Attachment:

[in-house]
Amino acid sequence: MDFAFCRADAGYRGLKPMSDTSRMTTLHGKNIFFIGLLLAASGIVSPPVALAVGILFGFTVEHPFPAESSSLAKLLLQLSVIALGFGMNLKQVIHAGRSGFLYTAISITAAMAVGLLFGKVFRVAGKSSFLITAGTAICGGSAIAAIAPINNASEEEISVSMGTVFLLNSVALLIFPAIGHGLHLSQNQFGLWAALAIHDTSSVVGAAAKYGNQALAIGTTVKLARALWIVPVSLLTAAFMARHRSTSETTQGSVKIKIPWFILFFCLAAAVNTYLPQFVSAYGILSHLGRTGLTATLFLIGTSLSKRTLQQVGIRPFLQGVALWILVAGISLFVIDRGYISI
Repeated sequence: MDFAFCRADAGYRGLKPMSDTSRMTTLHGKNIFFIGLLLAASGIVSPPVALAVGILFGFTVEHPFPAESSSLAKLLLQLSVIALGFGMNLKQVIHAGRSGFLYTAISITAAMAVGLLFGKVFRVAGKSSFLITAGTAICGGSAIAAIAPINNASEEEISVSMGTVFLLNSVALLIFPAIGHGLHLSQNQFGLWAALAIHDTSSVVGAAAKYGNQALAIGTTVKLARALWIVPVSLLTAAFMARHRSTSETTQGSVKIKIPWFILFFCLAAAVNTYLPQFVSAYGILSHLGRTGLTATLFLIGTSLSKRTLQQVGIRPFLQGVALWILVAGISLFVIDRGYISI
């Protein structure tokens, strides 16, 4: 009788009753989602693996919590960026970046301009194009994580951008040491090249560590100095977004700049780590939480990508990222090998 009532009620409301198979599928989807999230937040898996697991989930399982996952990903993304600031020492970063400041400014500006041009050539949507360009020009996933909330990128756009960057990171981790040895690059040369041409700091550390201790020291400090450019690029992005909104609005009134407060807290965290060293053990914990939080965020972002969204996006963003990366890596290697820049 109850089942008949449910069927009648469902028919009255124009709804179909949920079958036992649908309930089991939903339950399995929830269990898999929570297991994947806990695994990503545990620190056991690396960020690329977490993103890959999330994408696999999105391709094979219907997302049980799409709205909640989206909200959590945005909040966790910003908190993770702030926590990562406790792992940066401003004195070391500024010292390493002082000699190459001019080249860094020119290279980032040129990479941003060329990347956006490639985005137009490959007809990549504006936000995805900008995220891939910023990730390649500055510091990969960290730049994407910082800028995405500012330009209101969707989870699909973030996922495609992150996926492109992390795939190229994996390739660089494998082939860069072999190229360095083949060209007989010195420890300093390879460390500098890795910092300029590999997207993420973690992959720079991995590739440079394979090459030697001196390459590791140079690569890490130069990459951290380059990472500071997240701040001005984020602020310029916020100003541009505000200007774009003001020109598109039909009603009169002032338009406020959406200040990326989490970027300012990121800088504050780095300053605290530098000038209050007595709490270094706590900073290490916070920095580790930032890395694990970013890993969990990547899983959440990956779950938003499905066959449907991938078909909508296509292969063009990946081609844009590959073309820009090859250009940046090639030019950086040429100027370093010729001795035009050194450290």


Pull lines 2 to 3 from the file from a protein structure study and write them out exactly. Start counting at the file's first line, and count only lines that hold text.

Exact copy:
Amino acid sequence: MDFAFCRADAGYRGLKPMSDTSRMTTLHGKNIFFIGLLLAASGIVSPPVALAVGILFGFTVEHPFPAESSSLAKLLLQLSVIALGFGMNLKQVIHAGRSGFLYTAISITAAMAVGLLFGKVFRVAGKSSFLITAGTAICGGSAIAAIAPINNASEEEISVSMGTVFLLNSVALLIFPAIGHGLHLSQNQFGLWAALAIHDTSSVVGAAAKYGNQALAIGTTVKLARALWIVPVSLLTAAFMARHRSTSETTQGSVKIKIPWFILFFCLAAAVNTYLPQFVSAYGILSHLGRTGLTATLFLIGTSLSKRTLQQVGIRPFLQGVALWILVAGISLFVIDRGYISI
Repeated sequence: MDFAFCRADAGYRGLKPMSDTSRMTTLHGKNIFFIGLLLAASGIVSPPVALAVGILFGFTVEHPFPAESSSLAKLLLQLSVIALGFGMNLKQVIHAGRSGFLYTAISITAAMAVGLLFGKVFRVAGKSSFLITAGTAICGGSAIAAIAPINNASEEEISVSMGTVFLLNSVALLIFPAIGHGLHLSQNQFGLWAALAIHDTSSVVGAAAKYGNQALAIGTTVKLARALWIVPVSLLTAAFMARHRSTSETTQGSVKIKIPWFILFFCLAAAVNTYLPQFVSAYGILSHLGRTGLTATLFLIGTSLSKRTLQQVGIRPFLQGVALWILVAGISLFVIDRGYISI